Students from the Sayreville War Memorial High School, who have been charged for sexually hazing freshmen, could be tried as adults, The New York Times reported. Hundreds of people on Sunday conducted an anti-bullying rally in the central New Jersey town amid reports of the alleged hazing by the school's football players.

Middlesex County authorities are facing a challenge under rising scrutiny over the sexual hazing case at the high school, an incident that led to the cancellation of the school’s football season. According to the Times, while offenders who are under the age of 18 are tried in the juvenile justice system despite their alleged involvement in serious and violent crimes, according to state law, prosecutors can apply for a waiver, after the first charging of the teenagers, which will allow bringing the case into the adult justice system.

“What happens very frequently is that the threat of waiver induces pleas in the family court,” Alexander Shalom, senior staff attorney with the American Civil Liberties Union of New Jersey, said, according to The Times. “Middlesex County has been traditionally pretty aggressive with its use of waiver.”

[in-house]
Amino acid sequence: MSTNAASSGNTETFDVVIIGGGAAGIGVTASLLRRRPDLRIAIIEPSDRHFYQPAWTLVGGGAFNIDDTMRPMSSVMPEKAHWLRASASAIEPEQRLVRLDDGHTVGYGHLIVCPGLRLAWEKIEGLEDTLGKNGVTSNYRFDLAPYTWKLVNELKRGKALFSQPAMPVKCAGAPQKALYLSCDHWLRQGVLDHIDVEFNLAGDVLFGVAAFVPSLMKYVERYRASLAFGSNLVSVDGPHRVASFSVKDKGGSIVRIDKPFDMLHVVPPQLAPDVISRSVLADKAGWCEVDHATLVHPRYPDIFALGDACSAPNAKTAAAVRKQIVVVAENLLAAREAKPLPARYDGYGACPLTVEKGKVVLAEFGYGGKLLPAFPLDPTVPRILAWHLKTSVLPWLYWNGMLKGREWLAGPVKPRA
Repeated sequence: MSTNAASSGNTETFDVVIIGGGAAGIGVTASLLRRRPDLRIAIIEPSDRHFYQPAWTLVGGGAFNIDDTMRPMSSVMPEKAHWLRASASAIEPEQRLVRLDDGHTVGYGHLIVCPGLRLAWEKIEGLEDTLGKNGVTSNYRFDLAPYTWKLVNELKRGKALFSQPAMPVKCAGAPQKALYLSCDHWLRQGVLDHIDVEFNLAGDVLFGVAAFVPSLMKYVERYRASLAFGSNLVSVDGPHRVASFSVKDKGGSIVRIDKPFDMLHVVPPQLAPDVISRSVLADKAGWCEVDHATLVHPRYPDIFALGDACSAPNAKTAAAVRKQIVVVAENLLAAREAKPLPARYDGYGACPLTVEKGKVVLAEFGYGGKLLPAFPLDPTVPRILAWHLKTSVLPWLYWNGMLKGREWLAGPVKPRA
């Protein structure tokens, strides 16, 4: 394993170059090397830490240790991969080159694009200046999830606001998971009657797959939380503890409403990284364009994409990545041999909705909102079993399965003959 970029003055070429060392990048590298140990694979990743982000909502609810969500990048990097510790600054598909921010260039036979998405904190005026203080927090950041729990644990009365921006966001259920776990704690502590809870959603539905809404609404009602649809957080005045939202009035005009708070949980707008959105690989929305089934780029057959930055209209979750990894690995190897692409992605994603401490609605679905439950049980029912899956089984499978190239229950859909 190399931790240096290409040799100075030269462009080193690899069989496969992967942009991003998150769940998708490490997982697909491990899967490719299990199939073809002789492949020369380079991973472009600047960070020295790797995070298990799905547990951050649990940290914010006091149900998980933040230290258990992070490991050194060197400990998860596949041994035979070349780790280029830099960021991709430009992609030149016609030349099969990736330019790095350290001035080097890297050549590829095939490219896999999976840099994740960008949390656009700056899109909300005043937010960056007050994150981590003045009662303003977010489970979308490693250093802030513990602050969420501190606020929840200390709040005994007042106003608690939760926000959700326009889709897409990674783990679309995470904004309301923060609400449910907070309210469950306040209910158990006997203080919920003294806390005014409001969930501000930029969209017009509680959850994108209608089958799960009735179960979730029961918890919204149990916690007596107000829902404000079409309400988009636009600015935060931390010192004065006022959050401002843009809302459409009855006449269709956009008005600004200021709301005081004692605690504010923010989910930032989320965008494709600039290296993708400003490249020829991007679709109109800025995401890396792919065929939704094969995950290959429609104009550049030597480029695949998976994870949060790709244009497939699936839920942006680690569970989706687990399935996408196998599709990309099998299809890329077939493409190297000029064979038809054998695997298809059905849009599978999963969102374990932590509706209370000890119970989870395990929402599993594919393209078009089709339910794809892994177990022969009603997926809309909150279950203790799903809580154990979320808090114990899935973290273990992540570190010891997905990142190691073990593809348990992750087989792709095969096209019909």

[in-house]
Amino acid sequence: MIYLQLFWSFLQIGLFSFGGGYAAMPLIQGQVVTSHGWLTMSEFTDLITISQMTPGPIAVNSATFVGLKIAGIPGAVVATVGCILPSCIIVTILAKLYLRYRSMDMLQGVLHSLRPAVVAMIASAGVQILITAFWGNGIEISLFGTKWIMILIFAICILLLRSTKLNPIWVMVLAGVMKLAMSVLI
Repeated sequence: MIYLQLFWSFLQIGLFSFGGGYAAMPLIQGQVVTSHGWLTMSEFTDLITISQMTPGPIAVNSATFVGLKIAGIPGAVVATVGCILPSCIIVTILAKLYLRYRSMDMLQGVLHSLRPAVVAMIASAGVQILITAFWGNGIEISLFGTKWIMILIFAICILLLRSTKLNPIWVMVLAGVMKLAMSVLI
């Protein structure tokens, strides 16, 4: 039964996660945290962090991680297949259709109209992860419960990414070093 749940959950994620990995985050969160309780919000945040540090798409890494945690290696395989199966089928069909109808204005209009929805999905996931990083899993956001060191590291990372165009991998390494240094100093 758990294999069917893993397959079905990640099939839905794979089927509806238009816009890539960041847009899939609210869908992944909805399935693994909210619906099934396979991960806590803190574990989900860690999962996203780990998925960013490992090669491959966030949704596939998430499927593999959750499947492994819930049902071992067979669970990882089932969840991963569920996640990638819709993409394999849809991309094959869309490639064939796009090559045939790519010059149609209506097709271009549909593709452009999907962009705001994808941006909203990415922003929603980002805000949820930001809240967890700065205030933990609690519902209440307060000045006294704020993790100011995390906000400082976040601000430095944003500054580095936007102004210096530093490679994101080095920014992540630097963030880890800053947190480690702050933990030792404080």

The waiver requests must be reportedly filed within 30 days of filing formal delinquency charges, The Times reported. The first court hearing for the teenagers is reportedly expected to take place this week.

The teenagers, whose names have not been revealed as they are all minors, were taken into custody on Friday and Saturday, and were charged as juveniles. Three of them have been charged with committing aggravated criminal sexual assault and hazing for engaging in an act of sexual penetration. 

The history of the teenagers, their age, and the nature of their charges are some of the factors that will be considered before deciding whether the case will be moved into the adult justice system, The Times reported.

“Some don’t want children subjected to the very harsh ramifications of an adult prosecution and conviction,” Laura Cohen, a professor at Rutgers Law School said, according to The Times.

In the hazing case that reportedly involved four incidents -- between Sept. 19 and Sept. 29 -- one or more of the teens "held the victims against their will, while other juvenile defendants improperly touched the juvenile victims in a sexual manner," Middlesex County Prosecutor Andrew Carey and Sayreville Police Chief John Zebrowski said in a statement.

“We’re just here to stop bullying in Sayreville and anywhere else. Just stop the bullying,” one woman who attended the rally on Sunday evening, said according to CBS Local.

Maureen O’Grady Jenkins, who organized the event, said, according to “We care, we support you, we stand with you.”

“I want to praise the young men who did speak up. It takes a lot of guts and courage,” Jenkins reportedly said.